Ethics of Goods

(568 words)

Author(s): Herms, Eilert
[German Version] I. can refer to a sub-discipline of ethics: reflection on consequences, on interaction within an ethos and its contribution to the bonum commune/proprium. This task is indispensable because actions have consequences (Consequence/Inherent consequences of actions), which – depending on knowledge and ability – can be foreseen, intended and brought about with varying degrees of certainty so t…

Contingency/Chance

(2,299 words)

Author(s): Russell, Robert John | Mörth, Ingo | Schütt, Hans-Peter | Herms, Eilert
[German Version] I. Natural Sciences – II. Religious Studies – III. Philosophy – IV. Systematic Theology I. Natural Sciences The concept of contingency/chance occurs in various contexts and meanings in the natural sciences. In the simplest case, contingency denotes an event, a process or a property, the finality of which exists without an immediately discernible or determinable cause. Although we inaccurately assert that something happened by chance, the latter really implies the lack …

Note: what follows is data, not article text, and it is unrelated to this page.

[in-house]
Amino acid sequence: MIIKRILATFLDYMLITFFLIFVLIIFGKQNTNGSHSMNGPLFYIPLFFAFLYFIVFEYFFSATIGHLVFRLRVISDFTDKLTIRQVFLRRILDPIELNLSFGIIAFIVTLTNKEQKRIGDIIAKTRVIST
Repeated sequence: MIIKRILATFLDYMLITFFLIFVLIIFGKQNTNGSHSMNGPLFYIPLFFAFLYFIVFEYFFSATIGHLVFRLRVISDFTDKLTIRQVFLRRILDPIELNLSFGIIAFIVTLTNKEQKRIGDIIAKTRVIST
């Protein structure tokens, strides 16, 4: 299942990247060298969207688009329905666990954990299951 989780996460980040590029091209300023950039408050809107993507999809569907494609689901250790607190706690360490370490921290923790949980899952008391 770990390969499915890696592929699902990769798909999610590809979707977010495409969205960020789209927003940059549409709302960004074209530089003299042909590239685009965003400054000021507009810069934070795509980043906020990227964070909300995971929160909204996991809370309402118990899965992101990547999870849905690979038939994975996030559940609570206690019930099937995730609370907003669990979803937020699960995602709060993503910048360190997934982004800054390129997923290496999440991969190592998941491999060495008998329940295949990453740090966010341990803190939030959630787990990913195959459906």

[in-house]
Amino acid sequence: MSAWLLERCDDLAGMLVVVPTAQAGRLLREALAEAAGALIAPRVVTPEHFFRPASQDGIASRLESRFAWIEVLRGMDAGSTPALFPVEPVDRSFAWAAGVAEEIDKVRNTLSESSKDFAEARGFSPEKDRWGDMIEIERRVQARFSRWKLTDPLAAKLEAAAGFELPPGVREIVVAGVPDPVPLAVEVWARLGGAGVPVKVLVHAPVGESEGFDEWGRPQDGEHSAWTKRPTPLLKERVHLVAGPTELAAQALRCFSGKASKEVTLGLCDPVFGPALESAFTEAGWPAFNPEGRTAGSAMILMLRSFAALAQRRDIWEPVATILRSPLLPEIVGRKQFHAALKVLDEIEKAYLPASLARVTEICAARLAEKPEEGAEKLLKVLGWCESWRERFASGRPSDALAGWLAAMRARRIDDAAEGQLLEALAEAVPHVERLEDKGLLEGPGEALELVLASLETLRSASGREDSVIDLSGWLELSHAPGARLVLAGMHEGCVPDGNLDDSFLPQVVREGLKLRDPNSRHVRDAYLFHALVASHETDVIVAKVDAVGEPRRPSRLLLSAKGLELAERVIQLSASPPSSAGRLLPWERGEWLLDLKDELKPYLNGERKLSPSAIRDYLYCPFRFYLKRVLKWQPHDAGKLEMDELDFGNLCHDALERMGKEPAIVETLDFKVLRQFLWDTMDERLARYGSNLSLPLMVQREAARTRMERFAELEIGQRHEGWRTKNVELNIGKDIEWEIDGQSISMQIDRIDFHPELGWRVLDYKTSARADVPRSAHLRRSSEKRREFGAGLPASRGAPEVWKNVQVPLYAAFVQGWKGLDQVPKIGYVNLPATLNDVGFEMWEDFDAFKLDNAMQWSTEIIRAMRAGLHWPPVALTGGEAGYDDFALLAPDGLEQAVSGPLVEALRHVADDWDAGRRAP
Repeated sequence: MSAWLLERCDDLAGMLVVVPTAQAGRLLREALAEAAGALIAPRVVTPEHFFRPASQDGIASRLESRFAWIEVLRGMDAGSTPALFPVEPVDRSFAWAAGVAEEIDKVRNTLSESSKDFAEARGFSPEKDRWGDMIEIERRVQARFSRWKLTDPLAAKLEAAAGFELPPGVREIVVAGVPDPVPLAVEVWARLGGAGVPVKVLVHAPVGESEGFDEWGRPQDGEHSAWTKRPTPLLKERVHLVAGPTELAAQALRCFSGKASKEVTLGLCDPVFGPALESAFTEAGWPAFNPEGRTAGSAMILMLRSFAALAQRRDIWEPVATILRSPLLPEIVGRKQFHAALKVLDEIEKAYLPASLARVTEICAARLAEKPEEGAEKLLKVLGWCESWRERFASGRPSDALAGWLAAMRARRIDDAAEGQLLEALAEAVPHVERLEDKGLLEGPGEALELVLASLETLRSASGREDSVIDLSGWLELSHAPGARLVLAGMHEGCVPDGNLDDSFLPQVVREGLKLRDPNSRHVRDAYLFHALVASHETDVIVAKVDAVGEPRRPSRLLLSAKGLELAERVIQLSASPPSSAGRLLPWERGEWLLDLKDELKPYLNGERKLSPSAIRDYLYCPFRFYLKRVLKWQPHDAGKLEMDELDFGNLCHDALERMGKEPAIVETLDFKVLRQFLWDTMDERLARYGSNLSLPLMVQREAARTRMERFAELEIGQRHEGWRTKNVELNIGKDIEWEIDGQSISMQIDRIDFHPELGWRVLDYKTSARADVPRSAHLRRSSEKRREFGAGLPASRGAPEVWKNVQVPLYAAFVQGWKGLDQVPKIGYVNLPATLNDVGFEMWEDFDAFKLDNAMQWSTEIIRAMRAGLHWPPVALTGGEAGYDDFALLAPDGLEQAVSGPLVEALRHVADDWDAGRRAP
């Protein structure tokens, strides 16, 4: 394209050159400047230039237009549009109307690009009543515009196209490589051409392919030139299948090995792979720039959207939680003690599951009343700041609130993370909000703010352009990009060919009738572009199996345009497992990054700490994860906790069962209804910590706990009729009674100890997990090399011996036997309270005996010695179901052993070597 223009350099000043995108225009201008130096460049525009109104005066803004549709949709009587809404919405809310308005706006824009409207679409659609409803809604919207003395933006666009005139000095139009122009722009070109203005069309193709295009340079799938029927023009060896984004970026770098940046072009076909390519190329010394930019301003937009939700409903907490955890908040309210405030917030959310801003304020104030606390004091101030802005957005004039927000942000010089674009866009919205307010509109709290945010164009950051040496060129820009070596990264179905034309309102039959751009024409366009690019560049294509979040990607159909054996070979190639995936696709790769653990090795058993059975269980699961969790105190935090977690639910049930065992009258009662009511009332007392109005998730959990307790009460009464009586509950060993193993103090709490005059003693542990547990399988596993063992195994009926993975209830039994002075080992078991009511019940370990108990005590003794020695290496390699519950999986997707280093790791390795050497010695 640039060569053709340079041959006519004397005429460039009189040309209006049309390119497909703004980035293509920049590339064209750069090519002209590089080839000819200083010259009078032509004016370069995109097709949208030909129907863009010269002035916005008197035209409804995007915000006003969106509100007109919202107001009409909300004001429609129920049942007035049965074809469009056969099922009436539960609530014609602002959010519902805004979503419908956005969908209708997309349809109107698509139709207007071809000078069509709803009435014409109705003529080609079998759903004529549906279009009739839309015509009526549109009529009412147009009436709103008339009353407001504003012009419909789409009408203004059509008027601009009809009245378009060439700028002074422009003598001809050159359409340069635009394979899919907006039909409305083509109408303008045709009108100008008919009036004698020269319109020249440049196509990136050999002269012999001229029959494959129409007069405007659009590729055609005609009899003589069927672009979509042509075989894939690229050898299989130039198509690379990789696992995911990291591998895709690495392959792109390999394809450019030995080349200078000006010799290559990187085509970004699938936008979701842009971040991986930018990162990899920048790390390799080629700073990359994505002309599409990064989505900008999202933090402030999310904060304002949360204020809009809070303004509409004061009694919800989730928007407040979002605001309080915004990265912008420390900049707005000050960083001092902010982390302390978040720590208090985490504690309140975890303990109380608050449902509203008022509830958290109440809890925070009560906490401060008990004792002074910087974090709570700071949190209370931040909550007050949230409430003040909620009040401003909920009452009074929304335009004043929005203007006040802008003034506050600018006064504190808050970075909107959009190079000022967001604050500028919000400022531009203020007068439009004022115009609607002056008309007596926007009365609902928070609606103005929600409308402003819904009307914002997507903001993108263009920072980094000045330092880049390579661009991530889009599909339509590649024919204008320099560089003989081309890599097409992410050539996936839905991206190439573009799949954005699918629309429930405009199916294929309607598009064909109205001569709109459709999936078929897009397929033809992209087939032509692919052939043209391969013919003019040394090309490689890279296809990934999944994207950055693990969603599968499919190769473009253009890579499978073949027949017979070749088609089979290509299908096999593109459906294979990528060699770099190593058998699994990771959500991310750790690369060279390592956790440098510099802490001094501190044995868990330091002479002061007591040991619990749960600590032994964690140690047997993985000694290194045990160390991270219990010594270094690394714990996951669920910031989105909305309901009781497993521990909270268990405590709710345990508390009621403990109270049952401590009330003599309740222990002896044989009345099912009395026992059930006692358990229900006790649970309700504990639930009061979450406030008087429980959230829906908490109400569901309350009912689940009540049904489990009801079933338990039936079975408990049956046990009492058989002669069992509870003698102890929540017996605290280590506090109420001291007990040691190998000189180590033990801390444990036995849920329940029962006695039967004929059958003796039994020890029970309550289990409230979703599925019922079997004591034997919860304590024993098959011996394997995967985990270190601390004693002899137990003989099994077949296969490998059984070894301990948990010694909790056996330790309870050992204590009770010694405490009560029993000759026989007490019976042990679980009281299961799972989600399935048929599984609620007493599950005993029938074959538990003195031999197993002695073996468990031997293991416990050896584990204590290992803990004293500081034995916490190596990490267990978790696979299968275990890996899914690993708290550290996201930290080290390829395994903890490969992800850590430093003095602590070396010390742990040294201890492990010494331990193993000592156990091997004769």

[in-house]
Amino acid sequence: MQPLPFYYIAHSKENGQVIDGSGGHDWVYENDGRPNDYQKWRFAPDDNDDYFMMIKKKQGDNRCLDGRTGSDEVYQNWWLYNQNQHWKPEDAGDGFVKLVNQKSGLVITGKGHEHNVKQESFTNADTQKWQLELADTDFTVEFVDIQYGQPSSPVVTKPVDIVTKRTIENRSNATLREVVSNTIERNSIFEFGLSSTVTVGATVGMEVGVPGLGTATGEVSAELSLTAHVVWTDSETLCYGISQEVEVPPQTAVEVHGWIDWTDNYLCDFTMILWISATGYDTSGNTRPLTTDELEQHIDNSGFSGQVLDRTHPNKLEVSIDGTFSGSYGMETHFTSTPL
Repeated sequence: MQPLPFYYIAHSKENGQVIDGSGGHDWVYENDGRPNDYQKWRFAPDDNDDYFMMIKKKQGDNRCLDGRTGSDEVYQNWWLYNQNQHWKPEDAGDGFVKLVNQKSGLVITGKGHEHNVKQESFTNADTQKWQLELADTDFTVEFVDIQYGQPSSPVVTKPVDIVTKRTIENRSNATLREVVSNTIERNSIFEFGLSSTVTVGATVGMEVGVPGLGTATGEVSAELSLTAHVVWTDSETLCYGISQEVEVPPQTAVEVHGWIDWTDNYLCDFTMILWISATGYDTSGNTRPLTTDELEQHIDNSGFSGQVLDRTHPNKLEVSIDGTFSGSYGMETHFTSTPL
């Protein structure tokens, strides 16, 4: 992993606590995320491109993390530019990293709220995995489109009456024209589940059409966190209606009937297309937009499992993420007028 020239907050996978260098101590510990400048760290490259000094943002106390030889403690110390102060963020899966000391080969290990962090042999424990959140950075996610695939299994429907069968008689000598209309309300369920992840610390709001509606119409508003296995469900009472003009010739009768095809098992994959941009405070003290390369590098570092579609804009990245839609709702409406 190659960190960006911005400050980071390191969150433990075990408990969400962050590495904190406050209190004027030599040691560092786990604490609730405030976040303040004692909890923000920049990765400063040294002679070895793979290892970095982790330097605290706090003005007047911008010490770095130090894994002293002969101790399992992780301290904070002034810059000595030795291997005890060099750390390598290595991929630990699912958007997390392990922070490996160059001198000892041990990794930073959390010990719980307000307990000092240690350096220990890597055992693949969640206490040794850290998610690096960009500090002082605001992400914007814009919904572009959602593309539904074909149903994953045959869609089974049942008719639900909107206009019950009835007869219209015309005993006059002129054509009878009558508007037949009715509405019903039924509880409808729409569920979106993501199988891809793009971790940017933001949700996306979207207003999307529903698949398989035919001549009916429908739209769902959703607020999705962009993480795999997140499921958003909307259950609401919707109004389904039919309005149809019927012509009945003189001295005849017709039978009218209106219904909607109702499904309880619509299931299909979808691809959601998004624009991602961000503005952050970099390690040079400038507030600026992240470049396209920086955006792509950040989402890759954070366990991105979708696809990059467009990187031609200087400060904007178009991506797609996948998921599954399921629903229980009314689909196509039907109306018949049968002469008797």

System

(1,872 words)

Author(s): Angehrn, Emil | Danz, Christian | Herms, Eilert
[German Version] I. Philosophy A system (from Gk σύστημα/ sýstēma, “combination”) is a structured entity made up of parts; the term can refer to all reality as well as to science and philosophy themselves. In an objective sense, the idea of an ordered arrangement was used in various domains in antiquity – the cosmos (World: II), organisms, medicine, music,ethics, politics. In a methodological sense, the term is important in the history of modern philosophy, dominated in particular by two central themes: …

Metaethics

(628 words)

Author(s): Herms, Eilert
[German Version] The triumph of the sensualistic restriction of the recognizable and real to what exists in sensory perception – which was not hindered but actually encouraged by I. Kant's transcendental philosophy (contrary to its intention) owing to the fact that the latter also viewed sensory perception as a necessary prerequisite for many different types of true knowledge and thereby also excluded itself (i.e. its theory of the theoretical as well as its theory of practical reasoning, includin…

Understanding

(1,637 words)

Author(s): Figal, Günter | Herms, Eilert